An Introduction to Remedies

AuthorFranklin G. Snyder, Mark Edwin Burge
An Introduction to
We now turn to one of the most important practical questions that you and
your clients will face. Let’s assume we have a contract, there are no valid defenses,
we understand what each party is supposed to do, we have a breach, and the breach
is unexcused. That leads to one big question that your clients will want you to answer
. . . .
So what?
In other words, what is it your client will be entitled to? Clients generally do
not bring breach of contract suits to vindicate some moral or philosophical principle.
They bring them to get something, usually money, from the other party. They want
a remedy. If a client is unlikely to be able to get a valuable remedyor if the remedy
will be unenforceable because the other party is brokethe contract dispute is likely
a waste of time. Thus, while we believe all of the rest of the course is important (or
we wouldn’t be covering it), the question of damages is the one that, in practical
terms, is perhaps the most important and the most ubiquitous. The client usually
does not care that it can prove breach of contract if there is no commensurate
remedythe metaphorical pot of gold at the end of the contract litigation rainbow
for doing so. Not every contract suit will involve questions of consideration, formation,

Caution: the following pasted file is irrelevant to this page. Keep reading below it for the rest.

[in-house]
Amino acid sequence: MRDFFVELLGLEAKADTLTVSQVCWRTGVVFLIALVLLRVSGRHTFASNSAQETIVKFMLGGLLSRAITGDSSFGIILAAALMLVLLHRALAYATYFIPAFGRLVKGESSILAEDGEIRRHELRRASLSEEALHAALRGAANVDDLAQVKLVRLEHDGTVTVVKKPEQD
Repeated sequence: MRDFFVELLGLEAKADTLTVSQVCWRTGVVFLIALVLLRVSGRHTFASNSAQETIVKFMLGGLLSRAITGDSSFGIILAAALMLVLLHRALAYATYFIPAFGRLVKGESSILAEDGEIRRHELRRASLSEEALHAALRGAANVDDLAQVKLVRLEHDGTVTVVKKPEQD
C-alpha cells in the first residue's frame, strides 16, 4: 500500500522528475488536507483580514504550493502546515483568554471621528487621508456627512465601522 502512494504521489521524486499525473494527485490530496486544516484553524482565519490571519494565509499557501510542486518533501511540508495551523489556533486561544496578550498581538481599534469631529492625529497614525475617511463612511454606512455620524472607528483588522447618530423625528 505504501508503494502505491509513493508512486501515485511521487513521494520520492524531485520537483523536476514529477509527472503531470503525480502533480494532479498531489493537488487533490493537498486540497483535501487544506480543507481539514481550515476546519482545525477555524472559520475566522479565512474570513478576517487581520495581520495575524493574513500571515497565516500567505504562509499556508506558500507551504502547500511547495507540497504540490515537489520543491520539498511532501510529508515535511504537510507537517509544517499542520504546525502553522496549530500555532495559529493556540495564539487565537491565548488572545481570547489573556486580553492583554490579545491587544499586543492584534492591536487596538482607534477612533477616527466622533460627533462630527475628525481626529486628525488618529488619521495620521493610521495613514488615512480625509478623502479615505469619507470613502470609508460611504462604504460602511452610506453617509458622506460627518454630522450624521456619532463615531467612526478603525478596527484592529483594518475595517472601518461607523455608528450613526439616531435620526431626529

contract defenses, or other issues, but virtually every contract dispute will involve
the question: What should the plaintiff get?
Types of Remedies. Three broad general categories of remedies are available
in a claim for breach of contract. Any of the remedies may be available in any given
dispute, but a party can normally only get one. Knowing which one to seek and how
to prove it is critical for a successful business litigator.
The first type is money damages. The goal is to make the injured party whole
by providing a sum of money to compensate the plaintiff. There are, as it happens,
also three types of money damages, what we call the expectation, restitution, and
reliance measures. Exactly what each of those terms mean, and how they are used,
will have to be explored in some detail. Money damages are by far the most commonly
granted remedies in the United States.
The second is liquidated damages. In other words, damages that the parties
have agreed in advance that they would pay if the contract were breached. Just as
the parties can agree on other terms of their agreement, they can, within some
important limits, provide their own remedies. Understanding the limits, however,
requires some study.
The third is specific performance, which essentially is an order from a court,
very much like an injunction, compelling a party to do what it was supposed to do. In

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